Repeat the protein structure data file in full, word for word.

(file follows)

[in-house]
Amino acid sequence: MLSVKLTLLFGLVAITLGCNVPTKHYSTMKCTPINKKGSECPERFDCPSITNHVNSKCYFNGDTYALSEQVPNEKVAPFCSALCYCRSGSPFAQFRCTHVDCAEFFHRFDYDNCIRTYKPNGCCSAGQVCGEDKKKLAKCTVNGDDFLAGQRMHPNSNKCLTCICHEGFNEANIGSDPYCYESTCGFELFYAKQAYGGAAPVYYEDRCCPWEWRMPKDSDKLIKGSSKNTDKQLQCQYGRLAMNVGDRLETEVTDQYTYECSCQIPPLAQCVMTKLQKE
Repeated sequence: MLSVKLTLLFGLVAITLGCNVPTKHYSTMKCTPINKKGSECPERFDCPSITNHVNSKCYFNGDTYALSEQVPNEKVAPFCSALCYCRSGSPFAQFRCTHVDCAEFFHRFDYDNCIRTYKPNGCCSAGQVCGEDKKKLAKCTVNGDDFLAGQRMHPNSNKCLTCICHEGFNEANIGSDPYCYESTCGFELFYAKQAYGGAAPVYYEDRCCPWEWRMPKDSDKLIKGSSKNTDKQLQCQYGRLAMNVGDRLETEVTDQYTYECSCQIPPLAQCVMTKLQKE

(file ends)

[in-house]
Amino acid sequence: MLSVKLTLLFGLVAITLGCNVPTKHYSTMKCTPINKKGSECPERFDCPSITNHVNSKCYFNGDTYALSEQVPNEKVAPFCSALCYCRSGSPFAQFRCTHVDCAEFFHRFDYDNCIRTYKPNGCCSAGQVCGEDKKKLAKCTVNGDDFLAGQRMHPNSNKCLTCICHEGFNEANIGSDPYCYESTCGFELFYAKQAYGGAAPVYYEDRCCPWEWRMPKDSDKLIKGSSKNTDKQLQCQYGRLAMNVGDRLETEVTDQYTYECSCQIPPLAQCVMTKLQKE
Repeated sequence: MLSVKLTLLFGLVAITLGCNVPTKHYSTMKCTPINKKGSECPERFDCPSITNHVNSKCYFNGDTYALSEQVPNEKVAPFCSALCYCRSGSPFAQFRCTHVDCAEFFHRFDYDNCIRTYKPNGCCSAGQVCGEDKKKLAKCTVNGDDFLAGQRMHPNSNKCLTCICHEGFNEANIGSDPYCYESTCGFELFYAKQAYGGAAPVYYEDRCCPWEWRMPKDSDKLIKGSSKNTDKQLQCQYGRLAMNVGDRLETEVTDQYTYECSCQIPPLAQCVMTKLQKE